All staff are encouraged to report to their managers, executive staff or Human Resources any activity that may harm CalSTRS’ reputation. Allowing confidential and anonymous avenues for our staff to report suspicious activities increases the chance of uncovering allegations that may go otherwise unreported and potentially affect our reputation. Complaints submitted to the Ethics Hotline are investigated by the CalSTRS Office of the General Counsel and Human Resources.

Maintaining and extending trust

CalSTRS has an excellent reputation, protected by vigilant attention to ethical practices. Members of the CalSTRS executive team take their role seriously in modeling ethical behavior and supporting the ethics and compliance program.

Responsibility for ethical, compliant practices creates organization sustainability, maintaining and extending trust within CalSTRS and with the members we serve.

Ethics and Compliance Policies and Training

To ensure full understanding and accountability, CalSTRS requires new hires to review specific policies on the date of hire, and all employees are subject to a mandatory policy recertification process each year.

CalSTRS employees in certain designated positions listed in the conflict of interest code are required to file the Statement of Economic Interests (Form 700) upon assuming their position, annually thereafter and when leaving office.

In addition, certain policies, statutes and regulations require disclosure filings and acknowledgments described in the following table.

Subject Summary/Action
Gift Policy Employees review the Gift Policy and sign an attestation stating compliance with the policy annually.
Policy Prohibiting Insider Trading Employees review the Policy Prohibiting Insider Trading and sign an attestation stating compliance with the policy annually.
Incompatible Activities Agreement Employees review and sign the Incompatible Activities Agreement annually.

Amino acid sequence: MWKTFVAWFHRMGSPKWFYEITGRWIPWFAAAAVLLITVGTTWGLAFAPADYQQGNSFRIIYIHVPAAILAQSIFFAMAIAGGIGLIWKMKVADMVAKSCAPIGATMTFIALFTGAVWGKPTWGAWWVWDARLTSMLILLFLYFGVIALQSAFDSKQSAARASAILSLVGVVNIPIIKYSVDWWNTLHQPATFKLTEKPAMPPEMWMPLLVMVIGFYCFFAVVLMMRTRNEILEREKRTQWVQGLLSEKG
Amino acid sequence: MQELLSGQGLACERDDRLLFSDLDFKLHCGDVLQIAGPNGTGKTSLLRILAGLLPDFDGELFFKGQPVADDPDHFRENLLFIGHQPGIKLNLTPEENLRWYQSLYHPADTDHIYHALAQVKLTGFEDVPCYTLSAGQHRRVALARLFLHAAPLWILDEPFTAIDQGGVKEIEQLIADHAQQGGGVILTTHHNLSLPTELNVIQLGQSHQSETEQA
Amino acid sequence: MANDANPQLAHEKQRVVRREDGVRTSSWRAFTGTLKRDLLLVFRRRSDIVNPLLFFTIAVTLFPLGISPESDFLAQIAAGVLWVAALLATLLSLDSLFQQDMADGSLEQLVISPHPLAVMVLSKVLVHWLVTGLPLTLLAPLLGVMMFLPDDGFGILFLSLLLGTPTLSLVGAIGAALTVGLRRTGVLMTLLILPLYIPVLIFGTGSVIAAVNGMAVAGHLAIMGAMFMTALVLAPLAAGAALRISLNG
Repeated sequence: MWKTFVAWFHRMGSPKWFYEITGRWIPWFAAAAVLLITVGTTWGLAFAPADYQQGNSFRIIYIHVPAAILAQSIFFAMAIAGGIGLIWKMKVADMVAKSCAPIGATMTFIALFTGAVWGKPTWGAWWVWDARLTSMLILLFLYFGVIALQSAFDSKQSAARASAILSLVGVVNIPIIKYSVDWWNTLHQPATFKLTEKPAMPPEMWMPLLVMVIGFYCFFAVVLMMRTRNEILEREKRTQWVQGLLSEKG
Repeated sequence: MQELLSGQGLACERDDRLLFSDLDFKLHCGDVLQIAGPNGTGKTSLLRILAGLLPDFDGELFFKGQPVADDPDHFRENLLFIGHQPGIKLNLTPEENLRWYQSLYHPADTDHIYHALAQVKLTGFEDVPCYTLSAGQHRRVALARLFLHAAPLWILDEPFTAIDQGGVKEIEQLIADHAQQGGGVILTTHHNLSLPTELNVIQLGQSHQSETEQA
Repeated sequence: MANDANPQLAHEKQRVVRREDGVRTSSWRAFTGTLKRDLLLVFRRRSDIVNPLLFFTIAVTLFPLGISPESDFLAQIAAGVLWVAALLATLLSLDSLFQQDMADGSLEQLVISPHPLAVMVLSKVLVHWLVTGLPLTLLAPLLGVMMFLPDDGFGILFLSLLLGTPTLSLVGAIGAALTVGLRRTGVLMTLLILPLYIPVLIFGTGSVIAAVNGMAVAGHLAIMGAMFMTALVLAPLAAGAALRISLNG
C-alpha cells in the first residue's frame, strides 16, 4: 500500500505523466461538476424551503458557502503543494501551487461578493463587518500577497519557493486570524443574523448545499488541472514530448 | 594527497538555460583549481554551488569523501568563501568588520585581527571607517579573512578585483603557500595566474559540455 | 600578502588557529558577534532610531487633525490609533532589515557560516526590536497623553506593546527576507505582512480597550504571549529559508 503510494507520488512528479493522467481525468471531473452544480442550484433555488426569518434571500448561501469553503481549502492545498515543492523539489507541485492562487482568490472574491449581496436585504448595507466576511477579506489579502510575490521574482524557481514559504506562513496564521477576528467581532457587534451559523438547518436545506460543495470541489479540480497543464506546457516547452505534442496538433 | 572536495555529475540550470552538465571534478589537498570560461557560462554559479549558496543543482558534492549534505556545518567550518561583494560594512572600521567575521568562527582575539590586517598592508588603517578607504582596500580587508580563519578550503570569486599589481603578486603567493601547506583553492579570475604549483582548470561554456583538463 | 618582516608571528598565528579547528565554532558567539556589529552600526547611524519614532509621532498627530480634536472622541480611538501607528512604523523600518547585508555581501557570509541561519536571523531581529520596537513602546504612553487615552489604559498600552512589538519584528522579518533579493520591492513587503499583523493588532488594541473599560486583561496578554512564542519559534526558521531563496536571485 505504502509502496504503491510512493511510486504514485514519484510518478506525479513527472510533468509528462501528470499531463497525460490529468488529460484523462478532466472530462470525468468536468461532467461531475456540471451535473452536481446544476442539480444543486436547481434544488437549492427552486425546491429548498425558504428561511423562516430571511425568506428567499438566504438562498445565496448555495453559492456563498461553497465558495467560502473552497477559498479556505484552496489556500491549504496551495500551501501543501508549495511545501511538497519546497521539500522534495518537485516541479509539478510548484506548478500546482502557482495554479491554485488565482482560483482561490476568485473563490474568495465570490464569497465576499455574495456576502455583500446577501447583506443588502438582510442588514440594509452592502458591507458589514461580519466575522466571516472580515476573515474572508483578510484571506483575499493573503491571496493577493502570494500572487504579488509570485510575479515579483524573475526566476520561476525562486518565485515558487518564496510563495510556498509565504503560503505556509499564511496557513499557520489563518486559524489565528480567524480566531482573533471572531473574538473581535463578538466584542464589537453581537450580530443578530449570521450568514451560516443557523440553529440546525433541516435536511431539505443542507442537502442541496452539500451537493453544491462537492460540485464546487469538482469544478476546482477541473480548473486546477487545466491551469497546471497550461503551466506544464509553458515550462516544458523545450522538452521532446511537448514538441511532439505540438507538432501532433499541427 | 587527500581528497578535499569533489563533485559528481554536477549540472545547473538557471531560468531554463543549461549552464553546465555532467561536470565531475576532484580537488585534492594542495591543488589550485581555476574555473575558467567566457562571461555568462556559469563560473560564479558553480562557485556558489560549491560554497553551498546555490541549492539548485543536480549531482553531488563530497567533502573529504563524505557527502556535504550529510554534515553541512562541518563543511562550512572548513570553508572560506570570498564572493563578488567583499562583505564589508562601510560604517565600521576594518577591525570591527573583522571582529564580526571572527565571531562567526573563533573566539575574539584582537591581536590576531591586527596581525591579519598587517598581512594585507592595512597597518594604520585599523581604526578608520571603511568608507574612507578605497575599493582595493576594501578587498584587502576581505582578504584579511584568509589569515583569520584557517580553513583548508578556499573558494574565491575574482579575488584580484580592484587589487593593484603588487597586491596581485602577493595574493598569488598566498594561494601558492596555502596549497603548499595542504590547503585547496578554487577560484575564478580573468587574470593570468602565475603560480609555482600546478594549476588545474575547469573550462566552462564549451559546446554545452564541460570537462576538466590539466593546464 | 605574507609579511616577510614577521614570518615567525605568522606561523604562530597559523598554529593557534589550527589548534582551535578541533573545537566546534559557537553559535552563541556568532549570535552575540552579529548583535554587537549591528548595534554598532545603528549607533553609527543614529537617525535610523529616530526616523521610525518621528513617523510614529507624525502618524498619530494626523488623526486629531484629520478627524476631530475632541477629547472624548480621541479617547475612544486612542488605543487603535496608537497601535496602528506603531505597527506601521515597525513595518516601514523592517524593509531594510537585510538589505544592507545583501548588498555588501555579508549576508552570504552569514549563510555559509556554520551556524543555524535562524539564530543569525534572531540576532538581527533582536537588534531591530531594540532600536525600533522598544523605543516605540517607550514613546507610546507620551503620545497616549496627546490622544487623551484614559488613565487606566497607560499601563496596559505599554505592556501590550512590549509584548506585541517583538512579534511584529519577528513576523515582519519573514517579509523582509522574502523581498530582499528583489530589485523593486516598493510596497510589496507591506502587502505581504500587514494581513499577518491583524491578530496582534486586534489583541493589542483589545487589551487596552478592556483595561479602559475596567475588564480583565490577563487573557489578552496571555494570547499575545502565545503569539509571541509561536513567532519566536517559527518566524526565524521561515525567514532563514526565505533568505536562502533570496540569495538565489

Confidentiality, Non-Disclosure and Acceptable Use Agreement Employees review and sign the Confidentiality, Non-Disclosure and Acceptable Use Agreement annually.
Internet Access Policy Employees review and sign the Internet Access Policy and Acknowledgment annually.
Statement of Economic Interests (Form 700) CalSTRS employees in designated positions file a Statement of Economic Interests
(Form 700) annually and upon assuming and leaving office.

State Ethics Training

CalSTRS employees and contractors in designated positions participate in ethics training biennially.

Responsible Contractors and Suppliers

CalSTRS is committed to socially and environmentally responsible business practices. We acquire goods and services in the best interest of CalSTRS, our members and their beneficiaries. We seek opportunities to understand the environmental, social and governance positions of our contractors and suppliers to ensure alignment with CalSTRS’ principles.

Our competitive purchasing process follows California state law. We provide our contractors with a set of environmental and social standards for all contracted business services which includes anti-discrimination clauses, human rights regulations, and fair labor and environmental compliances. These social and environmental mandates were established by the State of California, and CalSTRS has the responsibility to ensure that we do business only with contractors that are in compliance.

The CalSTRS Responsible Contractor Policy seeks to monitor the use of labor in the development and management of real estate investments. The goal is to ensure that pension fund capital is funding projects that pay a fair wage and benefit for all work and services related to the construction and management of the assets. The CalSTRS Real Estate Investment Office has overseen this policy since its inception in the 1990s and has been successful in reaching goals with participation at almost 100% by respective real estate managers.

The California State Teachers’ Retirement System has a deep interest in the condition of workers employed by CalSTRS and our advisers.

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The complete report is available here.